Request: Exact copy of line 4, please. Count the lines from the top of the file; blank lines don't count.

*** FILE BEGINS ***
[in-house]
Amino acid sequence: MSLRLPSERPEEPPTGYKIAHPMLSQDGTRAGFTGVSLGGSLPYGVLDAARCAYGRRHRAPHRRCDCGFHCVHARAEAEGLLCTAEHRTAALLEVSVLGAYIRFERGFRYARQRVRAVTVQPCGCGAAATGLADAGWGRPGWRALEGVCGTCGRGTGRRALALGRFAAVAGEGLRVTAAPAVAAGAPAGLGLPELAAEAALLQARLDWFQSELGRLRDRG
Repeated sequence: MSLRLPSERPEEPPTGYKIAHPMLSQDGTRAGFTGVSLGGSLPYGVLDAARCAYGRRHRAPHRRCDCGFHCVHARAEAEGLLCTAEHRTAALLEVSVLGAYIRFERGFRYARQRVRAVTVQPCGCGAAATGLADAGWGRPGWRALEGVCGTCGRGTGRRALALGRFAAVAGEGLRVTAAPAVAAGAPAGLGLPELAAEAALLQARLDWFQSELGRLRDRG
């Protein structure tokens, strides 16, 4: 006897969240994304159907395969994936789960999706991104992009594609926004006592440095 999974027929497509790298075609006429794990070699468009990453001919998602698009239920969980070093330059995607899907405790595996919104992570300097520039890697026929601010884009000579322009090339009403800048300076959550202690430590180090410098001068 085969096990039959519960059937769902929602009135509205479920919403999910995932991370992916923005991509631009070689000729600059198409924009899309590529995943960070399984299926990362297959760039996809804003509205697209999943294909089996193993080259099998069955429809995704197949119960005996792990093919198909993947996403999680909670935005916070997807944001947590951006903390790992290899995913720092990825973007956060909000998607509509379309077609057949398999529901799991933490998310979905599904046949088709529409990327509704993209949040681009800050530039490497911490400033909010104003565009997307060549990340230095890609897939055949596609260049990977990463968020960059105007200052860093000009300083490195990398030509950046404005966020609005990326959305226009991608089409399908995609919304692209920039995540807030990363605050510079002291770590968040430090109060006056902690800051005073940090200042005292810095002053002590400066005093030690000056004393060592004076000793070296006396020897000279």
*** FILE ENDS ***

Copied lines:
């Protein structure tokens, strides 16, 4: 006897969240994304159907395969994936789960999706991104992009594609926004006592440095 999974027929497509790298075609006429794990070699468009990453001919998602698009239920969980070093330059995607899907405790595996919104992570300097520039890697026929601010884009000579322009090339009403800048300076959550202690430590180090410098001068 085969096990039959519960059937769902929602009135509205479920919403999910995932991370992916923005991509631009070689000729600059198409924009899309590529995943960070399984299926990362297959760039996809804003509205697209999943294909089996193993080259099998069955429809995704197949119960005996792990093919198909993947996403999680909670935005916070997807944001947590951006903390790992290899995913720092990825973007956060909000998607509509379309077609057949398999529901799991933490998310979905599904046949088709529409990327509704993209949040681009800050530039490497911490400033909010104003565009997307060549990340230095890609897939055949596609260049990977990463968020960059105007200052860093000009300083490195990398030509950046404005966020609005990326959305226009991608089409399908995609919304692209920039995540807030990363605050510079002291770590968040430090109060006056902690800051005073940090200042005292810095002053002590400066005093030690000056004393060592004076000793070296006396020897000279």